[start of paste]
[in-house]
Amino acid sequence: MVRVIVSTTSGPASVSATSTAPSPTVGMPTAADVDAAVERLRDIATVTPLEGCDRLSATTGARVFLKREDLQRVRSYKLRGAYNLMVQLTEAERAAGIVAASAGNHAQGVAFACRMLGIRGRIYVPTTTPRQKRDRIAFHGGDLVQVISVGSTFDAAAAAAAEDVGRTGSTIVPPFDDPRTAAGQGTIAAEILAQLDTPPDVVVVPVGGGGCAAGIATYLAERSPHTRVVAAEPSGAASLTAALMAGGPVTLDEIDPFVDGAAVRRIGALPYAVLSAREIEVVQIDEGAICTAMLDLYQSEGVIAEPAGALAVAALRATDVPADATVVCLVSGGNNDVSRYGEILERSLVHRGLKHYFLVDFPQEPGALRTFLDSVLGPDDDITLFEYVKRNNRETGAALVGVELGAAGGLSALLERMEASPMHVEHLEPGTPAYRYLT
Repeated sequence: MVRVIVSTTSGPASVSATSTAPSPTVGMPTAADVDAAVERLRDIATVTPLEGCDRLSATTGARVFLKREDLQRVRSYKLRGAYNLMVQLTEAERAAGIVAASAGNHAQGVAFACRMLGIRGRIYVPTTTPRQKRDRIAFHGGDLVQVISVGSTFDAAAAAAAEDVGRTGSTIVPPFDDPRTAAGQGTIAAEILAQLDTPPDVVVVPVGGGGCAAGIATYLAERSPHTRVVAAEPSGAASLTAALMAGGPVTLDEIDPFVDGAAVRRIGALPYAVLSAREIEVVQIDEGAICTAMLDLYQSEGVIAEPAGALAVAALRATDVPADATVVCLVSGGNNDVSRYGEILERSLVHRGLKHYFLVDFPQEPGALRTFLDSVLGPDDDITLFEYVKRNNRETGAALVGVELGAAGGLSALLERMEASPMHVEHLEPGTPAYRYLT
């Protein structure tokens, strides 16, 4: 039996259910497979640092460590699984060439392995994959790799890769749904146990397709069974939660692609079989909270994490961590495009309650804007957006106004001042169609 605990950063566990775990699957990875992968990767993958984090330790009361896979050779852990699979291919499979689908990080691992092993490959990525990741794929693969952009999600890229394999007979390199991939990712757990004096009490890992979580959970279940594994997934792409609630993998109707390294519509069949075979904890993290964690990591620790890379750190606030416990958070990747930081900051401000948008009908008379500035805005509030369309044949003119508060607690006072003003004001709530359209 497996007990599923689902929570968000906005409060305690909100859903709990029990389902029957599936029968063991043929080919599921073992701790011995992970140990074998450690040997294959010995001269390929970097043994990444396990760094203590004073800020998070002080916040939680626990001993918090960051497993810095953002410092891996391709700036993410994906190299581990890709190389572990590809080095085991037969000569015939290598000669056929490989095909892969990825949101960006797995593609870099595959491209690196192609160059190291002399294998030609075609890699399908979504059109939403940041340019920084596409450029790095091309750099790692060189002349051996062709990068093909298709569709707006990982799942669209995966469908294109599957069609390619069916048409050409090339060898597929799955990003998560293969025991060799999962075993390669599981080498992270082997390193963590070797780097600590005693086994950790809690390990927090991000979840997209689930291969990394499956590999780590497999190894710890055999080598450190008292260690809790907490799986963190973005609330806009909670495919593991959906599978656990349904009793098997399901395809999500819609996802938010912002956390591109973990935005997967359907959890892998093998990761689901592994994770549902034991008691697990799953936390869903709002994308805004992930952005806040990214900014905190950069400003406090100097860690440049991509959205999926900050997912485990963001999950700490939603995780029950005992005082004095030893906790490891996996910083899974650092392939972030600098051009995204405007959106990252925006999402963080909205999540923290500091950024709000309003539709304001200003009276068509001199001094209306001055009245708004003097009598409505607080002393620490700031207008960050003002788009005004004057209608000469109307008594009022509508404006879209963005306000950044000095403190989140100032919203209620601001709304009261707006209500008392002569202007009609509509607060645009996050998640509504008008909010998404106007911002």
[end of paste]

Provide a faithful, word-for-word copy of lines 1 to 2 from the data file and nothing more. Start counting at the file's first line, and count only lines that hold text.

[in-house]
Amino acid sequence: MVRVIVSTTSGPASVSATSTAPSPTVGMPTAADVDAAVERLRDIATVTPLEGCDRLSATTGARVFLKREDLQRVRSYKLRGAYNLMVQLTEAERAAGIVAASAGNHAQGVAFACRMLGIRGRIYVPTTTPRQKRDRIAFHGGDLVQVISVGSTFDAAAAAAAEDVGRTGSTIVPPFDDPRTAAGQGTIAAEILAQLDTPPDVVVVPVGGGGCAAGIATYLAERSPHTRVVAAEPSGAASLTAALMAGGPVTLDEIDPFVDGAAVRRIGALPYAVLSAREIEVVQIDEGAICTAMLDLYQSEGVIAEPAGALAVAALRATDVPADATVVCLVSGGNNDVSRYGEILERSLVHRGLKHYFLVDFPQEPGALRTFLDSVLGPDDDITLFEYVKRNNRETGAALVGVELGAAGGLSALLERMEASPMHVEHLEPGTPAYRYLT